At the Cannes Film Festival last year, Jolie accompanied Pitt to the premiere of “The Tree of Life,” poured into a slinky black dress and working the rope line like a consummate pro, patiently waving, smiling and posing for cellphone pictures. Even after Pitt had departed — even after Jolie herself had been pulled away — she came back for more interaction with the fans.

The day before, Jolie had been in a meeting about “In the Land of Blood and Honey” with Bob Berney, then president of FilmDistrict, the film’s distributor, talking about logistics and details. “Then the next night she was on the red carpet and it looked like the Red Sea parting,” Berney recalls. “She knows exactly what to do in a crowd. She can put on a show.” Great stars such as Jolie “respect the fans,” Berney continues. “They treat ’em in the right way and that’s why they’re popular. I think it’s genuine, and that’s what people will hopefully pick up from her promoting this movie that she genuinely cares about.”

A worldview evolves

And now, as if her directorial debut wasn’t already at odds with that red-carpet persona, Jolie makes a movie dealing with one of the most complicated, poorly understood episodes in the recent but forgotten past — a story fraught with potential tribal, historical and political missteps that could trip up even the most seasoned international stateswoman. Not only is Jolie taking an artistic leap, she’s risking the considerable store of credibility she’s built up since becoming a goodwill ambassador for the U.N. High Commissioner for Refugees in 2001 (she’s also a member of the Council on Foreign Relations).

At a screening in Washington of “In the Land of Blood and Honey” a few days before our interview, a representative of the Endeavor Group, hired by Jolie to help shape the communications campaign around the film, welcomed a group of Bosnian women recruited to share their opinions “so Angie knows how people are reacting to the film and how she should discuss it.”

After explaining why Jolie made the movie (“the conflict isn’t over in her mind”), the representative says, “This is not a documentary, it’s a piece of art, so we hope you keep that in mind,” adding that Jolie “is nervous about how the film is going to be received, and whether people will understand why she did the film.”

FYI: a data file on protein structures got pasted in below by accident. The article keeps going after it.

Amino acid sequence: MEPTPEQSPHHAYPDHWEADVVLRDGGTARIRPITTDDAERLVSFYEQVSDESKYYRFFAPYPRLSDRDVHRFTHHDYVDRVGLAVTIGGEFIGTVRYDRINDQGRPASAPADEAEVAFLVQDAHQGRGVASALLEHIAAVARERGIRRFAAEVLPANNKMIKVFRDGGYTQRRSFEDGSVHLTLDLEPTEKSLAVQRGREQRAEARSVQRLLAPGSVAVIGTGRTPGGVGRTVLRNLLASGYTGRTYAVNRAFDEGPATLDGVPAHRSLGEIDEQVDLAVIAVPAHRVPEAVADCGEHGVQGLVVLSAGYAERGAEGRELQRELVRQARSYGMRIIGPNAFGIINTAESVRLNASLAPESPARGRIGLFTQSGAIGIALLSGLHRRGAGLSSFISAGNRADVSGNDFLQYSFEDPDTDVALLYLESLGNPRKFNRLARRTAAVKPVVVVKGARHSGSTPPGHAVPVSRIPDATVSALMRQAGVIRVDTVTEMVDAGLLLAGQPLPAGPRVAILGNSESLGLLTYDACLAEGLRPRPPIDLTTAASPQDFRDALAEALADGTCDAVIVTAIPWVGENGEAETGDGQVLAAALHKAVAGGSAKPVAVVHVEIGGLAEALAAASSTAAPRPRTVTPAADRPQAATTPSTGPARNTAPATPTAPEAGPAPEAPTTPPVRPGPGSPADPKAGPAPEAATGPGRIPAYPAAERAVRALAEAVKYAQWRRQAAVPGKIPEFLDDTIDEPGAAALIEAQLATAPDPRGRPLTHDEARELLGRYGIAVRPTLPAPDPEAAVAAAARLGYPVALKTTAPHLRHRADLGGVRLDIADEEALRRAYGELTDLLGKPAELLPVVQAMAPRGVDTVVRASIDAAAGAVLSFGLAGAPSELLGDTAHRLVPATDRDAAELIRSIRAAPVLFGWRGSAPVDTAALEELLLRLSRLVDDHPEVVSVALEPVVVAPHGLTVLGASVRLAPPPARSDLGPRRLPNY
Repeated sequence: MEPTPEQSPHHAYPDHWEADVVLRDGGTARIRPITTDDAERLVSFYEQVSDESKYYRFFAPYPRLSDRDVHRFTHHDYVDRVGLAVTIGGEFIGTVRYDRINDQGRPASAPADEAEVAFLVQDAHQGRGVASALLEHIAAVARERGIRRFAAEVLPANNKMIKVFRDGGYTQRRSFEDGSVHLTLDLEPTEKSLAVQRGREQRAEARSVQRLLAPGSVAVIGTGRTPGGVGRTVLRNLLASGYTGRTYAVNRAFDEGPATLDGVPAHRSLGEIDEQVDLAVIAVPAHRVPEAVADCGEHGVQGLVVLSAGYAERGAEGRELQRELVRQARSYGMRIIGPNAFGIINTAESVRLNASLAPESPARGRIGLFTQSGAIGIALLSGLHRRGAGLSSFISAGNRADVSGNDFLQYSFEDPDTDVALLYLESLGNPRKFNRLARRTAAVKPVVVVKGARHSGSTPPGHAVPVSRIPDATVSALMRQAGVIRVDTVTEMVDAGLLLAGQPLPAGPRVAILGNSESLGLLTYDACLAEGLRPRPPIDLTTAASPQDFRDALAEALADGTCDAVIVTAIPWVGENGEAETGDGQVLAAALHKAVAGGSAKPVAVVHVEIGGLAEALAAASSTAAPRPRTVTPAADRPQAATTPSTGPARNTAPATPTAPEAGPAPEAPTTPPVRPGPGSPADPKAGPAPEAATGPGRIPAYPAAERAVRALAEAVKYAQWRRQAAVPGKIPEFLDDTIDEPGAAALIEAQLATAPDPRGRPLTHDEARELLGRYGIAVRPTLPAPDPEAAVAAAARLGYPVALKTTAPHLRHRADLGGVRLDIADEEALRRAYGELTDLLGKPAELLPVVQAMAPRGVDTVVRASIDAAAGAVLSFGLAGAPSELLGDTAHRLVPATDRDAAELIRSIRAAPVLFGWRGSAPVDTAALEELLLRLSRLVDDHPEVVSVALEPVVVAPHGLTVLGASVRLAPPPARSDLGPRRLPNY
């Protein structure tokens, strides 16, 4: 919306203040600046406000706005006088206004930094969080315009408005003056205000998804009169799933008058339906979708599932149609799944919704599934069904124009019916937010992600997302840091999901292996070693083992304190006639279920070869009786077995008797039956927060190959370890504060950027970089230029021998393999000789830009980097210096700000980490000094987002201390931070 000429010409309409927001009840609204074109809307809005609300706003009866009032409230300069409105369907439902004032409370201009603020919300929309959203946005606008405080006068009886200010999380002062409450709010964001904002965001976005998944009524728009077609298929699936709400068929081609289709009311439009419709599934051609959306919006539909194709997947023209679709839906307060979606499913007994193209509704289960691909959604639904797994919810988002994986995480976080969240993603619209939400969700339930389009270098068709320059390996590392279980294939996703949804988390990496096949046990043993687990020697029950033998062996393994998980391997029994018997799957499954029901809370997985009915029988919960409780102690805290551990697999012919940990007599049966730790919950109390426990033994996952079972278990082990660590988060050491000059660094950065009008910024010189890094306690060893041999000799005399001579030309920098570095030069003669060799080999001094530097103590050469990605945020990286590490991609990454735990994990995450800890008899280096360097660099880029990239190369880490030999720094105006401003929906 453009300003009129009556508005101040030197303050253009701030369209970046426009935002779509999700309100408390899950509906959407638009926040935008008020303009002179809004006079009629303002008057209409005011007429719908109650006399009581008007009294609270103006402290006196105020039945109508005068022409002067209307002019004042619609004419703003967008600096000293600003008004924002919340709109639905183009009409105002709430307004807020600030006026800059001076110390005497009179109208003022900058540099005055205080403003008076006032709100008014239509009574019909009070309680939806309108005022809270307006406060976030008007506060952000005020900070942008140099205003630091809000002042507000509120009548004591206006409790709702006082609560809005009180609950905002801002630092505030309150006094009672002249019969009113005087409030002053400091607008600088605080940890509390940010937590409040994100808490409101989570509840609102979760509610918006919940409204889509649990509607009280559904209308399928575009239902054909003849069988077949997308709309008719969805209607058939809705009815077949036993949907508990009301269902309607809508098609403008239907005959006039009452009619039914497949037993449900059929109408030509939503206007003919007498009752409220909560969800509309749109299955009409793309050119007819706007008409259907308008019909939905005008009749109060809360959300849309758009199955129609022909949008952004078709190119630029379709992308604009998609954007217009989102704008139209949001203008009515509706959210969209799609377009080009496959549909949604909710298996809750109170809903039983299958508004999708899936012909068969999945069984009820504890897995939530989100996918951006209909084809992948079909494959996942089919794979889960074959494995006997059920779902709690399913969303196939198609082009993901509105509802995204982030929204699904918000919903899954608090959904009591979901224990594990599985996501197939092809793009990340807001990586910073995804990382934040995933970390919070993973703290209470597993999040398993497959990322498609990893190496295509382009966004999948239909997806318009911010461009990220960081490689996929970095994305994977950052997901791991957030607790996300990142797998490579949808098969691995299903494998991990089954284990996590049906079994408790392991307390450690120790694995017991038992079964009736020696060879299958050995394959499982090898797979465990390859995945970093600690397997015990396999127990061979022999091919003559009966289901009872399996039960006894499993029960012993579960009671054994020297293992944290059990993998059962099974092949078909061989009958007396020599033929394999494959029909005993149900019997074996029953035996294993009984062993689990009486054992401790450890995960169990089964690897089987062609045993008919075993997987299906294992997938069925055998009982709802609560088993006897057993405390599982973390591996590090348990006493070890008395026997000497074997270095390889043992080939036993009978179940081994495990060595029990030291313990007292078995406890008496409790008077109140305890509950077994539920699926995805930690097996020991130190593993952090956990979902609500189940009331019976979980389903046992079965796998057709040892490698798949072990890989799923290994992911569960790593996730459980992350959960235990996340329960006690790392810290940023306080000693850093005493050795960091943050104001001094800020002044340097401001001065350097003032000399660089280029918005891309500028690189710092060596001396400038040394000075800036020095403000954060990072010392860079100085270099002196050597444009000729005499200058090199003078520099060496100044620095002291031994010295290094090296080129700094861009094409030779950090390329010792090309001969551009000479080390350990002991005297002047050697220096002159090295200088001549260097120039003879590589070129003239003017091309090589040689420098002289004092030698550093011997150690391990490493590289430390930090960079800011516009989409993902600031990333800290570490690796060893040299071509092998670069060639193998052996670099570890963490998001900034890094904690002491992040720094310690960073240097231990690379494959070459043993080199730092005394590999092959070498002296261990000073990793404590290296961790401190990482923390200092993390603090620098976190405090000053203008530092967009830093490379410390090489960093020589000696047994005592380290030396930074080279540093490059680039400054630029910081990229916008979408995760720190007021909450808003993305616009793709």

Jolie admits: “I am nervous about it, but the cast is representative of this part of the world. So when they saw it the first time, I was terribly nervous. And they’re very supportive.”

Goran Kostic, who plays a reluctant Serbian soldier in “In the Land of Blood and Honey,” grew up in Sarajevo, the son of a Serbian military officer. He recalls that, while they were shooting the film, Jolie “would come to me every now and then and say, ‘Am I stepping on somebody’s toes here?’ And I said, ‘Angie, whatever you do in the Balkans, you will always get somebody [angry], so you might as well step on everybody’s toes just to make sure!’

“I think those whose heart is in the right place, and those who can have enough objectivity, in Serbia and Bosnia and Croatia and in the wider region, they’ll find a value in all these issues having been raised,” Kostic says. “For us it’s a personal story, for Angelina this is a global story.”

Even if “In the Land of Blood and Honey” does wind up stepping on a few toes, Jolie has steeled herself for whatever controversy may ensue. “You certainly don’t want things you do and your good intentions to be misinterpreted, and for it to inflame the situation,” she says. “But there are a lot of people who need to be heard and want to have a discussion, and I feel that even people who disagree with the film will have a bigger voice. So I’m happy for that — that even if they disagree with me, and with the film, they will have more of a platform and we can talk about it.”

‘The way to raise people’

Jolie is getting ready to go — but then stops short when a question about American exceptionalism comes up. “I think it’s wrong,” she says flatly, and that leads her to a related thought. “I’m surprised there isn’t a watch on textbooks. . . . I home-school my kids now, and really have cracked down on the history books, making sure that they get not my view, but a balanced view and, because they’re from other countries, that they’re proud of their countries. Because that’s the way to raise people.

“If you’re raised thinking you’re the only country that did great things and you’re the only people that do great things, then . . . it causes isolationism and violence,” she continues, grabbing her bag. “I don’t know if it’s the U.N. or what, but there’s got to be some international check just to make sure you’re not inciting violence.”

With that, Angelina Jolie is off — to check on her kids who are playing down the hall, then presumably to make a few calls to see if she can turn another frustration into an idea, and that idea into a reality.

READ MORE

MOVIE REVIEW: “In the Land of Blood and Honey”

PHOTOS: Angelina Jolie through the years

Jolie and Pitt stay up late for “Blood and Honey” D.C. premiere

In the Land of Blood and Honey

(127 minutes, opened Friday at Landmark’s E Street Cinema) is rated R for war violence and atrocities. In Serbian, Croatian and Bosnian with English subtitles.

Ann Hornaday is The Post's movie critic.